Sick and Twisted

Mandate

Sick + Twisted is a theatre company dedicated to creating work exploring the experience of living with a disability.

 

Mission

Artists with disabilities enjoy many advantages in the development and pursuit of our craft:

Living with a disability means living in a world that is dangerous, therefore artists with disabilities are accustomed to taking big risks. The danger we live with makes us daring artists.

Living with a disability means applying mindfulness to all that we do, therefore artists with disabilities are accustomed to applying focused effort to the tasks at hand. The need for mindfulness gives us the kind of focused presence that leads to artistic rigour.

Living with a disability means having to figure out our own ways of completing daily tasks, therefore artists with disabilities approach problem-solving with greater mental agility. Creative innovation is one of disabilities side effects.

Sick + Twisted embraces these advantages, creating work that is risky, rigorous and innovative: an accurate reflection of the experience of living with disability.

 

Vision

Artists with disabilities are grossly underrepresented in the creation and presentation of theatre in Canada. Yet all performance is rooted in the body and much exploration of the human condition is rooted in the recognition of the fragility of this flesh. Artists with disabilities are perforce engaged in an exploration of the body which is both specific and universal. We have an understanding of the truths of the human condition that can only be arrived at by confronting the challenges presented to us by our exceptional bodies. But these truths are universal. We have what the rest of the world needs.

 

Values

Sick + Twisted recognizes that the ability to perceive and represent truth in performance is not dependent on bodily perfection. Artistic excellence is achievable by artists of all abilities.

 

 

  • Photo by Leif Norman

    Debbie Patterson in Sargent & Victor & Me

  • Photo by Solmund MacPherson

    Johanna Riley, Eric Blais, Arne MacPherson and Debbie Patterson in How it Ends

  • Photo by Solmund MacPherson

    Debbie Patterson in How it Ends

  • Photo by Solmund MacPherson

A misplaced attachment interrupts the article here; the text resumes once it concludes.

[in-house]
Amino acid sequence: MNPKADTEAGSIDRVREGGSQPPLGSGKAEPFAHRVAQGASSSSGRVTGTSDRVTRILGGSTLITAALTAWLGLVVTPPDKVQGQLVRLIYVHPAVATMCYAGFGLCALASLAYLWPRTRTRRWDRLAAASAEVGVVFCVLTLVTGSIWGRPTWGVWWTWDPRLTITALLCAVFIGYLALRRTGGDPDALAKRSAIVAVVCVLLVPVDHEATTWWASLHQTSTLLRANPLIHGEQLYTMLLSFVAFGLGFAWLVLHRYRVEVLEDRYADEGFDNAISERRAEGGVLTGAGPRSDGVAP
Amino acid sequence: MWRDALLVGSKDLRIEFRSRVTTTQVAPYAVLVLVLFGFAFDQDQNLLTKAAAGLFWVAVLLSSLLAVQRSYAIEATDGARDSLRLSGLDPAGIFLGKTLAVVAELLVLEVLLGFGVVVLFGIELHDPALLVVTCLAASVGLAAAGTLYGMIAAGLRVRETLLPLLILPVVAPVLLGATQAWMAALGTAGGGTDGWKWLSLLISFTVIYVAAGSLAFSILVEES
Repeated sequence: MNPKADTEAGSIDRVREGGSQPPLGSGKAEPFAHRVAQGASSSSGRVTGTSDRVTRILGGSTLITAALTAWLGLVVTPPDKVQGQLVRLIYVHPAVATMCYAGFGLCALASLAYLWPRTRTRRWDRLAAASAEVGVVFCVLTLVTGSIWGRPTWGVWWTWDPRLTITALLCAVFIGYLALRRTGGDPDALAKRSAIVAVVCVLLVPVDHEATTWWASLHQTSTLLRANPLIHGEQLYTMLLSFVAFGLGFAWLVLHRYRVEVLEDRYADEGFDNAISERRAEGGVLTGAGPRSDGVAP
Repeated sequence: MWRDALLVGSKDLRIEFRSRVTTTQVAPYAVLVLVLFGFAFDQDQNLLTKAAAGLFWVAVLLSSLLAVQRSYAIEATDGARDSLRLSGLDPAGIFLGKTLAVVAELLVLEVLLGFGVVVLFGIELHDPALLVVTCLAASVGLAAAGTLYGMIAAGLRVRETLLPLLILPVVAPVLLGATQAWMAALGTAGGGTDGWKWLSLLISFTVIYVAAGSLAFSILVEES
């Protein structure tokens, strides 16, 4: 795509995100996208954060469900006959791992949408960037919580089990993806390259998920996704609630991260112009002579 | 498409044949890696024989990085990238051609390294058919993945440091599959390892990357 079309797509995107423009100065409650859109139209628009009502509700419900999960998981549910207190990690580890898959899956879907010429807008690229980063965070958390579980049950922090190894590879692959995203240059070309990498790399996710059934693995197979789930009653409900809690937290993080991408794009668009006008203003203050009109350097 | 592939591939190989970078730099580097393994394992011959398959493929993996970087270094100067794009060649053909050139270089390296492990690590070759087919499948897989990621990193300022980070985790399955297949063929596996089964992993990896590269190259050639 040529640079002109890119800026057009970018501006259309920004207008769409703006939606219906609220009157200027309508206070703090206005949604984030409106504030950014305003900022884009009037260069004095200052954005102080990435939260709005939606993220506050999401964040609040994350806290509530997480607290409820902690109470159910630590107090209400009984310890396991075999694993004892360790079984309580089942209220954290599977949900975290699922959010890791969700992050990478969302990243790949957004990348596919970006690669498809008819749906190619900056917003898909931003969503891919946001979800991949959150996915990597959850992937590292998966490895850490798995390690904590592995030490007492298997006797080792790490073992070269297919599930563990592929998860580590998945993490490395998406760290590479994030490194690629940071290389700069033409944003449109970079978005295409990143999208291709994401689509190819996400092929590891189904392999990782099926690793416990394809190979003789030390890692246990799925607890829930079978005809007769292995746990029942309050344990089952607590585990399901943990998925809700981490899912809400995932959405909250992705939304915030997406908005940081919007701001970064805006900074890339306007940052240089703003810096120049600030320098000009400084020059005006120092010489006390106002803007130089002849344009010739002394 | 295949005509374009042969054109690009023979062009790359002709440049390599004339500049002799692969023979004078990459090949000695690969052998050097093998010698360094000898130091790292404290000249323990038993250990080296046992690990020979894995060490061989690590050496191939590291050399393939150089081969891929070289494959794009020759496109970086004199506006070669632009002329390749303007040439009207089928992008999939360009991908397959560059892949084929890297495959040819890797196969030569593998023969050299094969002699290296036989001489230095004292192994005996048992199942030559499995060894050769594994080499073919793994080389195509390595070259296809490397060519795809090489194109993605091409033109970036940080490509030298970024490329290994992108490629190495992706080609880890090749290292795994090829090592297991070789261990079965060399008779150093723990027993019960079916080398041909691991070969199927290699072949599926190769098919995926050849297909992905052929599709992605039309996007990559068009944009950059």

Debbie Patterson and Arne MacPherson in How it Ends

  • Photo by Solmund MacPherson

    Debbie Patterson and Arne MacPherson in How it Ends

  • Photo by Solmund MacPherson

    Eric Blais and Johanna Riley in How it Ends

Production available for touring

 

Sargent & Victor & Me

A solo show written and performed by Debbie Patterson

Gillian is being brought down by an incurable, progressive, debilitating illness. Her brother Bob is coping with muggings, home invasions and police brutality in his core area home. When Gillian ventures into Bob’s neighbour-hood, she encounters the people who live, either by choice or necessity, in the toughest part of town. In the crucible of an inner city foodbank violence, poverty, and disability, are transformed into love, generosity, and the enduring strength of the human spirit. 

Created through a mash up of verbatim, found and written text Sargent & Victor & Me asks how we live within unstoppable processes of destruction. It explores the body’s bearing on the spirit and the land’s bearing upon the people who inhabit it.

 

How it Ends

How it Ends is an exploration of end of life choices, developed from verbatim, found and written text, using movement, imagery and light to speak the unspeakable.  Presented in an immersive, interactive way, audience are challenged to engage in considering how they will die, and ultimately to question how they live.

Contact details

Debbie Patterson
Artistic Director

166 Chestnut St.
Winnipeg, MB
Canada
R3G 1R6

Artistic Director(s)

Debbie Patterson

Online

Email: sickandtwisted@outlook.com
Facebook: https://www.facebook.com/sickandtwistedtheatre/?fref=ts

Theatre Projects Manitoba presents 'Sargent & Victor & ME'

Press Comments & Testimonials

“an exquisitely, achingly beautiful piece.”

   Joff Schmidt, CBC Radio

 

“Playful, energetic and engaging, Patterson flies through the first act’s thematic collage of monologues before the second act takes a darker narrative turn.”

   Matthew TenBruggencate,

   Spectator Tribune